How do you think receiving the award will benefit you and your career?
PY: This award is one of my greater achievements, and it will have a special place on my CV. My immediate career move will be to start intensively seeking a permanent academic position in the UK. I think that having my work awarded by a highly-decorated panel will give my search some real momentum.
I love what I do, and I would like to continue in the direction of academic research as my career advances, so hopefully this award will help others to recognise the progress I have made since completing my PhD
– Dr Robert Woodward
RW: The award recognises early career researchers who have not only made a significant contribution to their field, but have also advanced their personal development, so it provides good evidence of this when looking to opportunities in the future. I love what I do and I would like to continue in the direction of academic research as my career advances, so hopefully this award will help others to recognise the progress I have made since completing my PhD in 2013. In all honesty, it has helped to improve my self-confidence somewhat and made me a little less doubtful of my abilities, something I think we can all suffer from at times.
What does your day-to-day work entail?
PY: I am a Research Associate in the group of Complex Multiscale Systems led by Professor Serafim Kalliadasis, who is my teacher and mentor. I also did my PhD with Professor Kalliadasis. Although staying for a while at the same place is sort of “frowned upon” in academia, I enjoy the creative freedom of working in the Complex Multiscale Systems group and the Department of Chemical Engineering. We have amazing collaborations with great scientists all over the world. This means that we have the rare opportunity of working on very different and exciting projects, and on the highest level internationally. Together with Professor Kalliadasis, we recently secured funding to create an open-source classical DFT library. This is a very exciting project, and I will try to focus on it in the near-future.
RW: When I received the award I was just about to finish my position under the supervision of Professor Alexander Bismarck as a member of the Polymer and Composite Engineering (PaCE) group. The position involved the production of nanoporous carbon materials and the development of novel 3D graphene structures, and it was owing to aspects of this work that I received the Wakeham award. I have recently started a new position within the department in the Tomorrow’s Chemical Technologies Lab with Dr Roberto Rinaldi, working on the valorisation of lignin and lignin derived materials. Dr Rinaldi was recently awarded an ERC Consolidator Grant and we are all extremely excited about the direction the project is going in.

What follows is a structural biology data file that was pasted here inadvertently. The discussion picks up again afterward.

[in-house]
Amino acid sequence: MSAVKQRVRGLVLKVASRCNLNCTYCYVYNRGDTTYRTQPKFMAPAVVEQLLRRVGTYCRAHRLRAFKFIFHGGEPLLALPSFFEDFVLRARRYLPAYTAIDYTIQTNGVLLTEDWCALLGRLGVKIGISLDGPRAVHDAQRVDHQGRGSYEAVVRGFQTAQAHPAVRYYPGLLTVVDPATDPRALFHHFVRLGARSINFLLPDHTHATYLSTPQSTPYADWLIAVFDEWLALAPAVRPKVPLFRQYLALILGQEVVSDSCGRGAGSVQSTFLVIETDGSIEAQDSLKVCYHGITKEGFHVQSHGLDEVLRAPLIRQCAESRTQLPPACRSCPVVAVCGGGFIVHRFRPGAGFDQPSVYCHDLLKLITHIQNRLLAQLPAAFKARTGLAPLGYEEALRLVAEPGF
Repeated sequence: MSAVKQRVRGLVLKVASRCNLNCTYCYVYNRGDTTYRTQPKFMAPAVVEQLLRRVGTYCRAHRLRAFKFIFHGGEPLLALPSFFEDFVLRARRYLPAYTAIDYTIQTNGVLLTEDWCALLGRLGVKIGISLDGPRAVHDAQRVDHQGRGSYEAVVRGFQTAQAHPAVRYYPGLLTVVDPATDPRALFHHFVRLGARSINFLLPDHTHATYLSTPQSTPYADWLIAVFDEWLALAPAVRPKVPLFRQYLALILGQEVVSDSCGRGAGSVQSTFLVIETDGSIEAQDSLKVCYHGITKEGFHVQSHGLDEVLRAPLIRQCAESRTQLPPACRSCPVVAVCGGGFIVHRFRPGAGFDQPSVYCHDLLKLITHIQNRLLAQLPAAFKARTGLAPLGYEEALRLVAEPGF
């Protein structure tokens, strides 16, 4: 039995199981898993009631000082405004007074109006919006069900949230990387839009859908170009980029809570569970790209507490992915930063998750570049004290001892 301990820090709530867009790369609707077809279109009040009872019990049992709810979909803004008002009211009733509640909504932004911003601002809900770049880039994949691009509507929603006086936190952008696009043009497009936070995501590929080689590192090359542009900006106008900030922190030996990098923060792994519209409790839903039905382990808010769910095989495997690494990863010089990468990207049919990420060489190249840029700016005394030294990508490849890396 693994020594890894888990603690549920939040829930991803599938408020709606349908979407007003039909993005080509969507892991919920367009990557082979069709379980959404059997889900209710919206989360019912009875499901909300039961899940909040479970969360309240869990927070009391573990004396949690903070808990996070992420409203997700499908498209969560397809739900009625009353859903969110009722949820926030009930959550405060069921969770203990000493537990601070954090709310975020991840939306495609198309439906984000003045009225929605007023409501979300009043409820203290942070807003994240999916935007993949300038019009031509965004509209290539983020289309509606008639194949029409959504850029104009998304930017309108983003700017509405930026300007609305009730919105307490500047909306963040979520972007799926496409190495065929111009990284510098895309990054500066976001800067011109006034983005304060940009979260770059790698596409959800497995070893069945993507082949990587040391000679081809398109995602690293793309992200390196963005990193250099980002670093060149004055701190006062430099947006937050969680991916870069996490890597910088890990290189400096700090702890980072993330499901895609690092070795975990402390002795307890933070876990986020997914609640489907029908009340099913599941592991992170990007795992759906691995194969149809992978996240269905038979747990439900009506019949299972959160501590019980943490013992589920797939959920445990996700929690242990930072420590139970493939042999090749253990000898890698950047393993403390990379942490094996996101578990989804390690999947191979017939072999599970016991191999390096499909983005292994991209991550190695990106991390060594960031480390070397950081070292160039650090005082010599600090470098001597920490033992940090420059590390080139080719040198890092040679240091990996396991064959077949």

Who has helped you along the way leading up to this award?
PY: I’m grateful to our collaborators Profs. Andy Parry and Grigorios Pavliotis (Department of Mathematics, Imperial College), Carlos Rascón, (Department of Mathematics, Universidad Carlos III de Madrid) and Jim Lutsko (Centre for Nonlinear Phenomena and Complex Systems, Université Libre de Bruxelles) for stimulating discussions and suggestions on a wide spectrum of topics, from critical phenomena and phase transitions to nonequilibrium stastical mechanics.
Last but not least, I wish to acknowledge my friends and collaborators, Drs. Miguel Durán-Olivencia and Marc Pradas for introducing me to the world of nucleation and phase field modelling. Finally, I would like to thank my girlfriend Rocio Tolosa Cabello and my mother Professor Svetlana Bezukh for their selfless support through the years.
RW: As I mentioned earlier, I did not carry out the work alone so I would like to thank Professor Alex Bismarck and the entire PaCE group for their contributions, and more importantly for a great three years together. Additionally, I would like to thank Professor Milo Shaffer’s NanoHAC group over in the Department of Chemistry, and Dr Camille Petit’s group here in the Department of Chemical Engineering, both of whom have helped me greatly during my time at Imperial.
Article text (excluding photos or graphics) available under an Attribution-NonCommercial-ShareAlike Creative Commons license.
Photos and graphics subject to third party copyright used with permission or © Imperial College London.
Leave a comment
Your comment may be published, displaying your name as you provide it, unless you request otherwise. Your contact details will never be published.